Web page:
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10 Surprising Glimpses Into Louis XIV’s Royal Court

Larry Jimenez


King Louis XIV of France is the longest-reigning monarch in European history (1643–1715). His absolutism and ambition to make France the dominant power on the Continent were the hallmarks of the age. As the “Sun King,” his desire to have everything revolve around him began at home in his glittering court at Versailles. The magnificent palace became the seat of government in 1682, a “gilded cage” where the king kept his nobles on a tight leash.

While the rest of the world saw the pomp and splendor of a great empire, the inner life of the court betrayed the intrigues, decadence, and jealousies that hounded an all-too-human king. For the most part, we are indebted to the Duc de Saint-Simon’s memoirs for this inside access into Louis XIV’s court.

Featured image credit: Charles Le Brun

10 Court Etiquette

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The game of currying the Sun King’s favor was played out in Versailles for all it was worth. Depending on the occasion, from 3,000 to 10,000 people crowded the palace. Nobles were regulars, seeking rewards like pensions in return for their constant service. Many had their own living quarters in the Versailles outbuildings and were obliged to adhere to the maddeningly intricate etiquette that governed daily life at the royal residence.

Ranked immediately below the royal bastards, the hierarchy of nobles from duke to baron was strictly delineated at court. Everyone knew who was superior to whom through the use of a codified system of gestures and language. Rank determined who sat down or stood up in the presence of the king and who could use an armchair, a chair with a back, or a stool. There were rules on who could approach a superior and where and when this was appropriate.

Seemingly trivial actions were covered by etiquette. For instance, knocking on the king’s door was forbidden. One had to scratch lightly at the door with the pinkie finger in order to be let in. When sitting down, a gentleman had to slide his left foot in front of the right, place his hands on the sides of the chair, and gently lower himself down. A lady could not hold hands or link arms with a gentleman. Instead, the gentleman had to bend his arm and allow the lady to place her hand on it.

The Versailles dress code was probably of the most consequence to nobles. Courtiers were compelled to keep up with the latest fashions in imitation of the king. Each formal event required a different set of expensive attire. Furthermore, Louis was constantly changing or adding accessories to the royal wardrobe, and courtiers had to follow suit if they wanted to remain in favor.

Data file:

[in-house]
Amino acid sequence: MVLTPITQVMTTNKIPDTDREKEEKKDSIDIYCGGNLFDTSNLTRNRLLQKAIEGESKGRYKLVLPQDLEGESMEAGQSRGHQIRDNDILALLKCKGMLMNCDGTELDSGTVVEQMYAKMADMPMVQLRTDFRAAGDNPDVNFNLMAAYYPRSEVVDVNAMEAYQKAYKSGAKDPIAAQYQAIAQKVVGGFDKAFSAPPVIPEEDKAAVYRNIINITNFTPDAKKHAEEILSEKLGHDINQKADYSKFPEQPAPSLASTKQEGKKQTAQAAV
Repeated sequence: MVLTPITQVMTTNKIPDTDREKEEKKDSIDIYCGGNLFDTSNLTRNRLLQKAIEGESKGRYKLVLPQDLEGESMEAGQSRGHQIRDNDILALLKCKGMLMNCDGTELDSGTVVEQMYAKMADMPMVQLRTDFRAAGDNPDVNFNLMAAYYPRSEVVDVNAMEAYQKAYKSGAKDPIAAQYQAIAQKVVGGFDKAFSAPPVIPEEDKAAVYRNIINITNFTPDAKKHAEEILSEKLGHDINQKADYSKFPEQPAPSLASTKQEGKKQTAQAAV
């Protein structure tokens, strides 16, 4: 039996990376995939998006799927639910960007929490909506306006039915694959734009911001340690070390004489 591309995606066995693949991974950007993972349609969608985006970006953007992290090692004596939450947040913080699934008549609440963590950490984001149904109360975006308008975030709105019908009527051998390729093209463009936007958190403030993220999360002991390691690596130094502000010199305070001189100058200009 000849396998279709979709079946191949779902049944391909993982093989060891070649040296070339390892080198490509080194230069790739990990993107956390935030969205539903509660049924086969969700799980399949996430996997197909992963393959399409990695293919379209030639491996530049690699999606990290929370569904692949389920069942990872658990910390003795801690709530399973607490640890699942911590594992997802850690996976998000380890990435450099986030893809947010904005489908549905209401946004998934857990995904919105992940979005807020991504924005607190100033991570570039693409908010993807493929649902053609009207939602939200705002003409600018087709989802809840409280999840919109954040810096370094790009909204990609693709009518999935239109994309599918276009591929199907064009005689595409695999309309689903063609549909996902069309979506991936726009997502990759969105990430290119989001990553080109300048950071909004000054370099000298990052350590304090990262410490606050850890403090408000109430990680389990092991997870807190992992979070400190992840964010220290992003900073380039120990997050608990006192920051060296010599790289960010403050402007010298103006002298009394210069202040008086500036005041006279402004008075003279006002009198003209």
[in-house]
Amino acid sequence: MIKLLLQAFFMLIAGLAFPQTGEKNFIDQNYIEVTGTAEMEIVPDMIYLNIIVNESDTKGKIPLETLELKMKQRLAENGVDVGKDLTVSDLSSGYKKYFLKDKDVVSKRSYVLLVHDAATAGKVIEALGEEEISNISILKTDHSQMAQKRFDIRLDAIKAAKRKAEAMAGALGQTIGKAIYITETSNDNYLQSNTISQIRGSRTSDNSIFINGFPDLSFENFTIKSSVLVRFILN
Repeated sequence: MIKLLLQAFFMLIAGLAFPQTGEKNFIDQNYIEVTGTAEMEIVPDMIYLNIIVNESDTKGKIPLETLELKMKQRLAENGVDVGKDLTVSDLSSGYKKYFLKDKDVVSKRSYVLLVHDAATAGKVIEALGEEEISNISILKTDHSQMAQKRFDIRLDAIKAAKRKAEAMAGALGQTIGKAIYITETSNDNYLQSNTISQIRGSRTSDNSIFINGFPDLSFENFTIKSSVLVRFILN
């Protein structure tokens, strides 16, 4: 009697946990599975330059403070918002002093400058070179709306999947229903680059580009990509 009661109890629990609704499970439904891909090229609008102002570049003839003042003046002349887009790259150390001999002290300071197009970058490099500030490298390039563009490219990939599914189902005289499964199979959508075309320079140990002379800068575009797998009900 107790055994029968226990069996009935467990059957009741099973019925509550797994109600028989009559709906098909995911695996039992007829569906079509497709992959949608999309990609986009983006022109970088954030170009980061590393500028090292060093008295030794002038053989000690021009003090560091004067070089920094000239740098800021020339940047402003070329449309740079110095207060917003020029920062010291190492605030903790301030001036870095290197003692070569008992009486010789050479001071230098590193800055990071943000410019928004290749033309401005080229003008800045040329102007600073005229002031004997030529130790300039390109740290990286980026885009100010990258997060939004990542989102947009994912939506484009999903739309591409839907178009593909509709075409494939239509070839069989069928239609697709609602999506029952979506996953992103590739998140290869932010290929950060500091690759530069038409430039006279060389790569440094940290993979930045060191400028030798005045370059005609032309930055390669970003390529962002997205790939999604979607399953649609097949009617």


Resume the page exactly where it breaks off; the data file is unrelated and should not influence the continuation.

The expense sent some nobles into debt. It is even argued that this was Louis’s real intent—to bankrupt his nobles in order to better manipulate them and concentrate the power for himself. Fashion was an integral part of acquiring and maintaining influence. This was reflected in the two fairy tales written around this time, “Cinderella” and “Puss in Boots,” which accentuate fashion as a means of gaining respect and privilege.


9 A Day In The Life

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Photo via Wikipedia

Life in Versailles was conducted with military-like precision, all revolving around the king’s activities. The Duc de Saint-Simon wrote of Louis XIV: “With an almanac and a watch, you could be three hundred leagues from here and say what he was doing.” The king’s day, from awaking to retiring, was regulated like clockwork and accompanied by pomp and ceremony. Courtiers who were expected to participate had to plan their work schedules accordingly.

The king’s day began at 7:30 AM when a few favorites entered the bedchamber for the grandes entrees (meaning “those with the right to talk to him first in the morning”) when Louis was washed, combed, and shaved. After Louis had recited the Office of the Holy Ghost, the second entree (meaning “a group of nobles”) was admitted to watch him dress and eat breakfast. Then it was off to mass at 10:00 AM, where the rest of the court accompanied the king as he traversed the Hall of Mirrors to the chapel. Every day, a newly composed hymn was sung by the choir.

At 11:00 AM, council meetings were held at the king’s apartments, followed by a private meal in the bedchamber at 1:00 PM. At 2:00 PM, Louis announced his intentions for the afternoon, perhaps a promenade, a picnic with the ladies, or a hunt. In his later years, Louis needed the fresh air to quell his headaches, which were brought about by overexposure to perfume.